On their way, the Risen One appears to them. In bidding the two Marys peace and in calling the cowering disciples his “brothers,” Jesus offers the forgiveness and reconciliation that are hallmarks of the Easter promise.
In the Easter miracle, God re-creates the world. It is the night and day of the second Genesis. Death is no longer the ultimate finality but the ultimate beginning. The Christ who taught forgiveness, who pleaded for reconciliation, who handed himself over to his executioners for the sake of justice and mercy, has been raised up by God. We leave behind in the grave our sinfulness, our dark side, our selfishness, our pettiness -- the evil that mars God's first creation.
In the light of Easter morning, we realize unmistakably the depth of God’s love for us and understand the profound truth of Jesus’ Gospel of compassion, love, forgiveness, reconciliation and selflessness for the sake of others. God’s ”raising up” of his Son affirms our redemption through the power of the Gospel spirit of love; the empty tomb of Easter is the ultimate victory of the Gospel over humanity’s sad tendency toward despair, isolation, prejudice and selfishness.
With Easter faith, we can transform the darkness of Good Friday hatred into the light of Easter’s Alleluia; we can awaken the promise of the empty tomb in every place and moment and heart we encounter on our journey to Easter's fulfillment in our own lives.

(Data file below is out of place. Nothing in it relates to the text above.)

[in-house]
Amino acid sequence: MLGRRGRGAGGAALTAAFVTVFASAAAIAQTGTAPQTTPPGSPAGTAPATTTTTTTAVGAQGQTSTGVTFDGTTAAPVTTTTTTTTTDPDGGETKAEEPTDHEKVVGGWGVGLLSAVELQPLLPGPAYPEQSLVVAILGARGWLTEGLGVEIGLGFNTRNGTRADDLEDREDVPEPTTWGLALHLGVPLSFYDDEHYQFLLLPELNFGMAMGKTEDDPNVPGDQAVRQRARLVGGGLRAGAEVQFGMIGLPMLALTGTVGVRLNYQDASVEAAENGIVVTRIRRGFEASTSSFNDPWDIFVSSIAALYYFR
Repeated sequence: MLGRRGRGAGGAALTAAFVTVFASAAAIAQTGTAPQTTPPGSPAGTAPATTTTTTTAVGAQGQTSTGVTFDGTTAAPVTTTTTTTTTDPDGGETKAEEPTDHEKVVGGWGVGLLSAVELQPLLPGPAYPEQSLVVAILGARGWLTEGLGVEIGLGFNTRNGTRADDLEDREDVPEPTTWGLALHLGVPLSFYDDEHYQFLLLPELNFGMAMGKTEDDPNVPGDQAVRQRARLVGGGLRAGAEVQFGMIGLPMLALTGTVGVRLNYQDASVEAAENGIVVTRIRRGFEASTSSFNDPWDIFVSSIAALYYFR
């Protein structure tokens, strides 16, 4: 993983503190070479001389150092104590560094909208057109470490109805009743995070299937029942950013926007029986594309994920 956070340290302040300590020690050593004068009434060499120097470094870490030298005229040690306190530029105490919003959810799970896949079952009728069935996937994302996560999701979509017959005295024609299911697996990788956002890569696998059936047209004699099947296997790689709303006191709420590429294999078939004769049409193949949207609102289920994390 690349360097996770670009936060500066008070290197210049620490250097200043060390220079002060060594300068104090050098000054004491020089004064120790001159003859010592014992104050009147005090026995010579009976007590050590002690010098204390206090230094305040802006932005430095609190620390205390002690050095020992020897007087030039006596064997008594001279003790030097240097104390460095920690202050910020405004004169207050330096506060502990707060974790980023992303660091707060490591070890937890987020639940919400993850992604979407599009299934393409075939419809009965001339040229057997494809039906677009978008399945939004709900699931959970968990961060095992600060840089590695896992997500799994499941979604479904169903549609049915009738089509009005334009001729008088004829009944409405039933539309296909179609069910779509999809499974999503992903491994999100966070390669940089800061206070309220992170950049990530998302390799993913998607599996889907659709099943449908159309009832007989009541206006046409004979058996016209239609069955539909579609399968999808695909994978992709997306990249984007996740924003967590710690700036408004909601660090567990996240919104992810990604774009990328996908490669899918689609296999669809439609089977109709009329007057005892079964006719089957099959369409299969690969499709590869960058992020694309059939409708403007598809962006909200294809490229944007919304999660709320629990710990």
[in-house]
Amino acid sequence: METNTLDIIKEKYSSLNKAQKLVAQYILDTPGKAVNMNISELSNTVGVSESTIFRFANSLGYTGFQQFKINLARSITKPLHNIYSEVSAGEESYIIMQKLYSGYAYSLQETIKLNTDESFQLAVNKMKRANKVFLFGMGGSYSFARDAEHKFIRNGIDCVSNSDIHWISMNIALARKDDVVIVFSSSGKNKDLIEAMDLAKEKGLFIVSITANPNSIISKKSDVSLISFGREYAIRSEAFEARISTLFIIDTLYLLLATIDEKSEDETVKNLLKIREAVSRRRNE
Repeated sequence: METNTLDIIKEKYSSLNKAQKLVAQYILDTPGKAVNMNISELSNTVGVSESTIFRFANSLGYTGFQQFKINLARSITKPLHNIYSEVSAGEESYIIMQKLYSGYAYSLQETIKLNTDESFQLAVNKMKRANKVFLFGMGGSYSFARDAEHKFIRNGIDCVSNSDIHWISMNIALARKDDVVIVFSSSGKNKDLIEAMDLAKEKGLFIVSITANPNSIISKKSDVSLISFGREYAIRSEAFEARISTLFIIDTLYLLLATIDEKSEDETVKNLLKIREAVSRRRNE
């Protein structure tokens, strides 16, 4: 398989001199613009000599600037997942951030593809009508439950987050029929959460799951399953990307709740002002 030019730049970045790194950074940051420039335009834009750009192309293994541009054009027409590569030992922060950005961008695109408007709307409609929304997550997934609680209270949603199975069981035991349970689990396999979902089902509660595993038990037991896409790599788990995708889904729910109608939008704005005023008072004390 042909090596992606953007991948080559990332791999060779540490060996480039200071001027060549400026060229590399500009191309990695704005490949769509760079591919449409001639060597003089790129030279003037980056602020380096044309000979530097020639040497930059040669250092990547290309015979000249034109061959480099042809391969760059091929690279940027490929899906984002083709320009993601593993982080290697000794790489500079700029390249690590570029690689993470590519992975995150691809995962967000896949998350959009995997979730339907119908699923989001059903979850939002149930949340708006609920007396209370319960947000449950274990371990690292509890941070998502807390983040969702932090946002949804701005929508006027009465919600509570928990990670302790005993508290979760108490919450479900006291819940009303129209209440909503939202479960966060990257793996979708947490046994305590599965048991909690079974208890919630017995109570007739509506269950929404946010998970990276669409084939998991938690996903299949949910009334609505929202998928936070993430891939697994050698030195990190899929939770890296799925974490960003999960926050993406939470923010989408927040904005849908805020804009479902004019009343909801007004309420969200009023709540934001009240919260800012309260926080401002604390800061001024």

[NOTE: The Gospel from the Easter Vigil may be read on Easter Sunday.]
On the first day of the week, Mary of Magdala came to the tomb early in the morning, while it was still dark, and saw the stone removed from the tomb. So she ran and went to Simon Peter and to the other disciple whom Jesus loved, and told them “They have taken the Lord from the tomb, and we don’t know where they put him.”
John 20: 1-9
John’s Easter Gospel says nothing of earthquakes or angels. His account begins before daybreak. It was believed that the spirit of the deceased hovered around the tomb for three days after burial; Mary Magdalene was therefore following the Jewish custom of visiting the tomb during this three-day period. Discovering that the stone has been moved away, Mary Magdalene runs to tell Peter and the others. Peter and the “other disciple” race to get there and look inside. Note the different reactions of the three: Mary Magdalene fears that someone has “taken” Jesus' body; Peter does not know what to make of the news; but the “other” disciple – the model of faithful discernment in John's Gospel – immediately understands what has taken place. So great are the disciple's love and depth of faith that all of the strange remarks and dark references of Jesus now become clear to him.